Zip the Park offers a three-hour canopy tour of the Shenandoah National Park, which includes an air stair bridge, a sky bridge, a rappel, two nature walks and eight zip lines.

Adult prices start at $89 (plus park entry fee of $7).

Fat Biking

Fat Biking
Image credit: Danny Miller [CC BY 3.0], via Wikimedia Commons
Simply put, a fat bike is an off-road bicycle, equipped with oversized tyres. The increased tyre surface and lower pressure allows the bikes to be ridden on softer terrain, such as snow or sand, without sinking. It’s an amazing way to access locations and scenery that might normally be inaccessible to cyclists.

If you fancy giving it a go, a good place to hop on your bike is somewhere along the 363 miles of Oregon coastline, which stretches from the Colombia River in the north, down south to the California state border. Along the way, take in wide-open beaches, rocky headlands, tidal pools, lighthouses and sand dunes. Oregon’s glorious coastline has prompted an increase in fat biking over the last few years, but there’s still more than enough beach to go around.

Try it

South Coast Bicycles in Bandon, in Oregon’s South Coast, rents fat bikes from $50 a day (other rates available for hourly, weekly or monthly rentals). They can also assist with recommendations for transportation, accommodation and guided tours.

Stand Up Paddle-Boarding

Stand Up Paddle-Boarding
Image credit: Image courtesy of Mana Kai Divers

Stand-up paddle boarding (known as ‘SUP’ to its fans), has taken the world by storm over the last few years. If it’s passed you by so far, essentially it involves standing on a specially adapted surfboard and using an oar to paddle yourself around. It’s an excellent workout for your core, and a unique way to explore lakes and rivers, giving you a higher vantage point from which to enjoy the scenery than from a kayak.

Known as one of the world’s top SUP locations, Portugal offers a variety of waters in which to paddle, most within easy distance of Lisbon, the capital. The Luiz Saldanha Marine Park is around an hour and a half south of the city and has been described as like paddling in an aquarium, with around 1,000 species of marine life and visibility reaching up to 70 feet.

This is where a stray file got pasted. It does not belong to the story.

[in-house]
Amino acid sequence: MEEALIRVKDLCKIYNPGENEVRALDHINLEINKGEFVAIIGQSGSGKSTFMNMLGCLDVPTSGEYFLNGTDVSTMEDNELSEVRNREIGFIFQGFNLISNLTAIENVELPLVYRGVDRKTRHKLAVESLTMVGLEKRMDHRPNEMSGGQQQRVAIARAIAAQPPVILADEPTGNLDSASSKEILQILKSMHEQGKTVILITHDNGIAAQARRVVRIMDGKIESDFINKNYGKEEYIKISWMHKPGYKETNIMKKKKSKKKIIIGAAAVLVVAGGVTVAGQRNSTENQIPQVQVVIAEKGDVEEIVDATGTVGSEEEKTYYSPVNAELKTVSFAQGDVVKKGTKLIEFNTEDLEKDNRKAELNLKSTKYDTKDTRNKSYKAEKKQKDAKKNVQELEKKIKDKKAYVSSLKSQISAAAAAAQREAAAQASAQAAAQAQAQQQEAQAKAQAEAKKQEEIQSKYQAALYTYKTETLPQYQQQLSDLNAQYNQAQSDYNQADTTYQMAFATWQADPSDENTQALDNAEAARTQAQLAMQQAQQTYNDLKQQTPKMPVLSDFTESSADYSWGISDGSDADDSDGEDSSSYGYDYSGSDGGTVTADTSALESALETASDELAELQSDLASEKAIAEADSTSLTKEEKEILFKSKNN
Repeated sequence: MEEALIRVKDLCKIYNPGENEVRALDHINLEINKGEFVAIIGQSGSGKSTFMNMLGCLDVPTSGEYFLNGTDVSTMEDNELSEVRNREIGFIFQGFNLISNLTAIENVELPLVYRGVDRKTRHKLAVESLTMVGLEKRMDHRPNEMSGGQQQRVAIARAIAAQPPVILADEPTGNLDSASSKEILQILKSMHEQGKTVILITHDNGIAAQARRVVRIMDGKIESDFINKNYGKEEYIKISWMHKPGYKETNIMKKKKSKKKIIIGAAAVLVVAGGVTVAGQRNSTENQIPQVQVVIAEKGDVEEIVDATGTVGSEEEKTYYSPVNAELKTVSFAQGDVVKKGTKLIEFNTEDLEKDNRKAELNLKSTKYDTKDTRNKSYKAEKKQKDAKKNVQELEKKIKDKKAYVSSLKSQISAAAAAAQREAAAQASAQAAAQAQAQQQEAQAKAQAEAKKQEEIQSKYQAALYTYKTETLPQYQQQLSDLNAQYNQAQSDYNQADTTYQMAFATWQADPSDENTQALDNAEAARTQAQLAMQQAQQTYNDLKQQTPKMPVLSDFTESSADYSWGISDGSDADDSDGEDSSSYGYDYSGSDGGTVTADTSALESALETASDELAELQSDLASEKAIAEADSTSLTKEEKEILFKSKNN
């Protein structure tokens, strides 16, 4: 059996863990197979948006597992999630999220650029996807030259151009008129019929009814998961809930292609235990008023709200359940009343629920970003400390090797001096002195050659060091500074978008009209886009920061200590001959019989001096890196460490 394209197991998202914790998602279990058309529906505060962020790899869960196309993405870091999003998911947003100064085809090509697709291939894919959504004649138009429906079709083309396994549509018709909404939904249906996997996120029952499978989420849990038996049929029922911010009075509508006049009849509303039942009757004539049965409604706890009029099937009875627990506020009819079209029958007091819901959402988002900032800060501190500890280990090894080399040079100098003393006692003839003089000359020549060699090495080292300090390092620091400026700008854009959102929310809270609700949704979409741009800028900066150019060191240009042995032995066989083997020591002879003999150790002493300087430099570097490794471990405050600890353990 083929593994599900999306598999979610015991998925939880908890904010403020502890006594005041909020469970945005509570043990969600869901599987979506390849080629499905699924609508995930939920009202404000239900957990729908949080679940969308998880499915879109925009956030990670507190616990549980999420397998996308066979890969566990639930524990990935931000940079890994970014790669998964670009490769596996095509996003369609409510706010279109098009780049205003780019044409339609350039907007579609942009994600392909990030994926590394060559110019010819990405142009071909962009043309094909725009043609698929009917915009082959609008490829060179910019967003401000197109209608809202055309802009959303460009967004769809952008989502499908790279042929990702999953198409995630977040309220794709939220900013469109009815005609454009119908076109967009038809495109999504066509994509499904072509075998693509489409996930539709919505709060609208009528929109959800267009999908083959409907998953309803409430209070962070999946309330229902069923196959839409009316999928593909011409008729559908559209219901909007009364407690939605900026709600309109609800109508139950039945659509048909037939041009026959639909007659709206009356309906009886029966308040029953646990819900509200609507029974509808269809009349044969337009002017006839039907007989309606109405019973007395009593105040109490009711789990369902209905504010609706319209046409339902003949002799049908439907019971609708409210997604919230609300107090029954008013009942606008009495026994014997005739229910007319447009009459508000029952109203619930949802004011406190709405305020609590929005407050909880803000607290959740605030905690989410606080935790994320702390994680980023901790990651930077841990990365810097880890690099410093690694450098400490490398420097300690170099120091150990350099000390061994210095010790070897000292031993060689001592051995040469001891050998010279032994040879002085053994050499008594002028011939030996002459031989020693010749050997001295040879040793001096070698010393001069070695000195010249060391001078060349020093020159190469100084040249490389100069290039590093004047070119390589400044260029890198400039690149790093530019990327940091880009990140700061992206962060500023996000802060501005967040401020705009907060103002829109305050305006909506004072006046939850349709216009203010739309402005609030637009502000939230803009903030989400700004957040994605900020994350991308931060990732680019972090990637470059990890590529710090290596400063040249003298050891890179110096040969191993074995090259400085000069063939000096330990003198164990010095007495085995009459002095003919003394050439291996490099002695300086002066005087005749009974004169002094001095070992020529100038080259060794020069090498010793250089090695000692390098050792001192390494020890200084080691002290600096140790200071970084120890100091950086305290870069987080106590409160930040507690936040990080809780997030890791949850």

Try it

Mana Kai Paddle operates guided SUP tours around the Luiz Saldanha Marine Park, including the chance to snorkel in its clear waters.

Prices start at €40 for a two and a half hour group tour.


Image credit: Johannes Ruhland [CC-BY-SA-3.0], via Wikimedia Commons
Also known as canyoneering, this is another sport that’s experienced a boom in popularity. A close relative of the previously mentioned coasteering, it’s the art of navigating a canyon or gorge by any means necessary – trekking, jumping, sliding, abseiling and even swimming. It’s a remarkable way to witness the drama and beauty of some of the world’s most inaccessible spots, up close and personal.

The UK has some great spots to try the sport, especially in Wales and Scotland, but we recommend the south of France for some of the world’s best canyoning locations, including Alpes-Maritimes and Alpes-de-Haute-Provence. The variety of canyons, the glorious scenery and crystal-clear waters are the major attractions here. At 25 km long and reaching a depth of 700m in places, the Gorges du Verdon in the Alpes-de-Haute-Provence offers hours of excitement to canyoning thrill-seekers of all skill-levels.

Try it

Canyoning Verdon are experts in the area and provide qualified instructors and all the equipment you’ll need.

Prices and durations vary, but start at €37 for a one and a half hour experience.